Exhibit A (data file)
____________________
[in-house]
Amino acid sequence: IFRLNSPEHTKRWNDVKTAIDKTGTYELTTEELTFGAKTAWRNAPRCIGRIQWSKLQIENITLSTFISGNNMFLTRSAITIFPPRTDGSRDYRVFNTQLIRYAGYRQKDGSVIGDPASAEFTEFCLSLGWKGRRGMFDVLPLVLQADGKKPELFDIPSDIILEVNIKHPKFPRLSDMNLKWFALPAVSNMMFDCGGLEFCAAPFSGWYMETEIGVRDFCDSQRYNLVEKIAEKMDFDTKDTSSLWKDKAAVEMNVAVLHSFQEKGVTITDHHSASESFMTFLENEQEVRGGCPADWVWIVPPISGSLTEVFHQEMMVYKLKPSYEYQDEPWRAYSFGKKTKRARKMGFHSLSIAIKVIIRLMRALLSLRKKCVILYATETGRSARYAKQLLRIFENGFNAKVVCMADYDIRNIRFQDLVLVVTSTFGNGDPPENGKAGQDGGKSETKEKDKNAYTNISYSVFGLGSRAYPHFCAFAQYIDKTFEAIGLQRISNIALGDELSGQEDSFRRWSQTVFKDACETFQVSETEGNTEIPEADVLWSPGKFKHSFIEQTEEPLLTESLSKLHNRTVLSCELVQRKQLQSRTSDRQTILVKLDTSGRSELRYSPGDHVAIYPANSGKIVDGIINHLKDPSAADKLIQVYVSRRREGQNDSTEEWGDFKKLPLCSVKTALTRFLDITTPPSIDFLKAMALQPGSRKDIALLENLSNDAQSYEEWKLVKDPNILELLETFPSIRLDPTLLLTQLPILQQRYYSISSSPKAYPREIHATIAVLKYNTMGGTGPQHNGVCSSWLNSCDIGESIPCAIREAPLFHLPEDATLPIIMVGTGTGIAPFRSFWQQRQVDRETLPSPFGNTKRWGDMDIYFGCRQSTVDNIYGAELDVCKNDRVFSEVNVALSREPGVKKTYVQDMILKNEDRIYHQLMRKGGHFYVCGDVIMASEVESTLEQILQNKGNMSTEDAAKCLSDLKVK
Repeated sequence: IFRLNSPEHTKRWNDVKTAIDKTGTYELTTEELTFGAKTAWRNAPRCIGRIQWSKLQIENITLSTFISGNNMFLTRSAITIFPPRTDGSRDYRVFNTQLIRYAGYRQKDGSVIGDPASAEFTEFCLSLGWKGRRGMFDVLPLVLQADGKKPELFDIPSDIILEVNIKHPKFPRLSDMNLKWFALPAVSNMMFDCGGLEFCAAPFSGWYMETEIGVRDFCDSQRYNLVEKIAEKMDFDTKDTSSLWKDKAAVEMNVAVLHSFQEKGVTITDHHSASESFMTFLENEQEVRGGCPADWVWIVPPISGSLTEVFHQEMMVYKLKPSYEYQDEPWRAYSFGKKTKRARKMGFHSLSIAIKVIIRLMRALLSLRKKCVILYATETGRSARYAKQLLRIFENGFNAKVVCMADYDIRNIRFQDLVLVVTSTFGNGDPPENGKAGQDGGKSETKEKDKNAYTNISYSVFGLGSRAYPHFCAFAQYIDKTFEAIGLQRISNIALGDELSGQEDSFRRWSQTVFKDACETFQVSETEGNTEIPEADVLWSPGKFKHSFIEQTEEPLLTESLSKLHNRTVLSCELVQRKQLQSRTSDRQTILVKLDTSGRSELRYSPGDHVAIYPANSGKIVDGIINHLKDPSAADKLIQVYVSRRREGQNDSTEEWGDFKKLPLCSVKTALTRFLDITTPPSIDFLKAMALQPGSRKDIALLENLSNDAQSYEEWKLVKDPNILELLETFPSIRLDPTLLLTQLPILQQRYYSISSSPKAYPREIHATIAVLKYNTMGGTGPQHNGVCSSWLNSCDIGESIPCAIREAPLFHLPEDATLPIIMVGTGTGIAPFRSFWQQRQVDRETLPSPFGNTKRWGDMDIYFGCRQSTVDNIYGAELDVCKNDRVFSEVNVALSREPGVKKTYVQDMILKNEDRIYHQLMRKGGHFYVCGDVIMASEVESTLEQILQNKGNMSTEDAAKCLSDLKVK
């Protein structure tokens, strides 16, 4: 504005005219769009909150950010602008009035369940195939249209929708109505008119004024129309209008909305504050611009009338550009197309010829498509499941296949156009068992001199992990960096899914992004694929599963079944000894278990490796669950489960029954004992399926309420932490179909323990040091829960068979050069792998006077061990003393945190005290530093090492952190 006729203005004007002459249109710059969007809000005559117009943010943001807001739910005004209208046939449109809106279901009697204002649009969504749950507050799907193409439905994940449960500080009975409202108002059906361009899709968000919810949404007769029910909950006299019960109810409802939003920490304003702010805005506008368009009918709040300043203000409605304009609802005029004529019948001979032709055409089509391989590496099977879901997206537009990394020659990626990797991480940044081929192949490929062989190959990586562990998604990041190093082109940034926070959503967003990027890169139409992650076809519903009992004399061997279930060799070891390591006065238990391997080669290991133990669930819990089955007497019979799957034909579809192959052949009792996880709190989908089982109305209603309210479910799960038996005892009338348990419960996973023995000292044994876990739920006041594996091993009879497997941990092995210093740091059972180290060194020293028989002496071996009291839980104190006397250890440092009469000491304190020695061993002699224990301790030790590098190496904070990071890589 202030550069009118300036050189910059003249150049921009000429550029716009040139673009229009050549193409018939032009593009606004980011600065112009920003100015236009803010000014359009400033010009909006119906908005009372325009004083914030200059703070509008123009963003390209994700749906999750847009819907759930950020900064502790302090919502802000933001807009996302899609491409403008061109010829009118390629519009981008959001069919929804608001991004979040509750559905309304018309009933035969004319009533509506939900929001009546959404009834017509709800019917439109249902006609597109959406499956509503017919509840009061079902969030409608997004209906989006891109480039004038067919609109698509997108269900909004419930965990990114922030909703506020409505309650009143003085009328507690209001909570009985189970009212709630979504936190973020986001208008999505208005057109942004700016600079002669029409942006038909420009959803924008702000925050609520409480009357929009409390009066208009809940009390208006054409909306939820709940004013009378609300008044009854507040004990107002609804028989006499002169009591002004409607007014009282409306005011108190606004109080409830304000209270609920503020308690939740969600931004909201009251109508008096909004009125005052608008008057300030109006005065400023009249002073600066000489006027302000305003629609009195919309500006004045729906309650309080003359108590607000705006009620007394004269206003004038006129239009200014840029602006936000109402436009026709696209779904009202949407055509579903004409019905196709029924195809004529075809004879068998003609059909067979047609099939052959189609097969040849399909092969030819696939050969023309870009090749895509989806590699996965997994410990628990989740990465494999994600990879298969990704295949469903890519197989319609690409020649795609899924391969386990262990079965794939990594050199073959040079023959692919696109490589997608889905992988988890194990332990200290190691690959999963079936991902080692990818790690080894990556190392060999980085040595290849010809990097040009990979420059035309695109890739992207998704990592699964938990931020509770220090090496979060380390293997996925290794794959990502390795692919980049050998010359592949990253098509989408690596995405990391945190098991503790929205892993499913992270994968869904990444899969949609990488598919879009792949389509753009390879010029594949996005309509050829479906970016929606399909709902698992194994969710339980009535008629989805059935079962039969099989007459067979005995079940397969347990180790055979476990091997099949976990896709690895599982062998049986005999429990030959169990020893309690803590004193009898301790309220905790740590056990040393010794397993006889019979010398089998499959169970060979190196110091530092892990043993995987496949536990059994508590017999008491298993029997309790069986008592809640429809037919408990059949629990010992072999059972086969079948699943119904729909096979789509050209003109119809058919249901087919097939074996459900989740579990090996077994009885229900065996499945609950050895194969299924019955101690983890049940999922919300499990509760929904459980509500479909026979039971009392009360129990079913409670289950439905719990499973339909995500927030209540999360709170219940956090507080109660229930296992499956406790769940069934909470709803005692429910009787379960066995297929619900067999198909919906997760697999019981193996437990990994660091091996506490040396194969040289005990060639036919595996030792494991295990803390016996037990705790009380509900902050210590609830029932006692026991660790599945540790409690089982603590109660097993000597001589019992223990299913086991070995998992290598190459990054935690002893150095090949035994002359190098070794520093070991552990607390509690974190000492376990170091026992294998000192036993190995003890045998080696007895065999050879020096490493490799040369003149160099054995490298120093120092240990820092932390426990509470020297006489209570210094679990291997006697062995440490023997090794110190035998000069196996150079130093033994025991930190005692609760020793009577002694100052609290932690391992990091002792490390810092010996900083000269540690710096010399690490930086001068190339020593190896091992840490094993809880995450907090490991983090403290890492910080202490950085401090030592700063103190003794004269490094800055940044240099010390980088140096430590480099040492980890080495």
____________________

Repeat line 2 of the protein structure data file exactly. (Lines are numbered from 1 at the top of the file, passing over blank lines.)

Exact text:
Amino acid sequence: IFRLNSPEHTKRWNDVKTAIDKTGTYELTTEELTFGAKTAWRNAPRCIGRIQWSKLQIENITLSTFISGNNMFLTRSAITIFPPRTDGSRDYRVFNTQLIRYAGYRQKDGSVIGDPASAEFTEFCLSLGWKGRRGMFDVLPLVLQADGKKPELFDIPSDIILEVNIKHPKFPRLSDMNLKWFALPAVSNMMFDCGGLEFCAAPFSGWYMETEIGVRDFCDSQRYNLVEKIAEKMDFDTKDTSSLWKDKAAVEMNVAVLHSFQEKGVTITDHHSASESFMTFLENEQEVRGGCPADWVWIVPPISGSLTEVFHQEMMVYKLKPSYEYQDEPWRAYSFGKKTKRARKMGFHSLSIAIKVIIRLMRALLSLRKKCVILYATETGRSARYAKQLLRIFENGFNAKVVCMADYDIRNIRFQDLVLVVTSTFGNGDPPENGKAGQDGGKSETKEKDKNAYTNISYSVFGLGSRAYPHFCAFAQYIDKTFEAIGLQRISNIALGDELSGQEDSFRRWSQTVFKDACETFQVSETEGNTEIPEADVLWSPGKFKHSFIEQTEEPLLTESLSKLHNRTVLSCELVQRKQLQSRTSDRQTILVKLDTSGRSELRYSPGDHVAIYPANSGKIVDGIINHLKDPSAADKLIQVYVSRRREGQNDSTEEWGDFKKLPLCSVKTALTRFLDITTPPSIDFLKAMALQPGSRKDIALLENLSNDAQSYEEWKLVKDPNILELLETFPSIRLDPTLLLTQLPILQQRYYSISSSPKAYPREIHATIAVLKYNTMGGTGPQHNGVCSSWLNSCDIGESIPCAIREAPLFHLPEDATLPIIMVGTGTGIAPFRSFWQQRQVDRETLPSPFGNTKRWGDMDIYFGCRQSTVDNIYGAELDVCKNDRVFSEVNVALSREPGVKKTYVQDMILKNEDRIYHQLMRKGGHFYVCGDVIMASEVESTLEQILQNKGNMSTEDAAKCLSDLKVK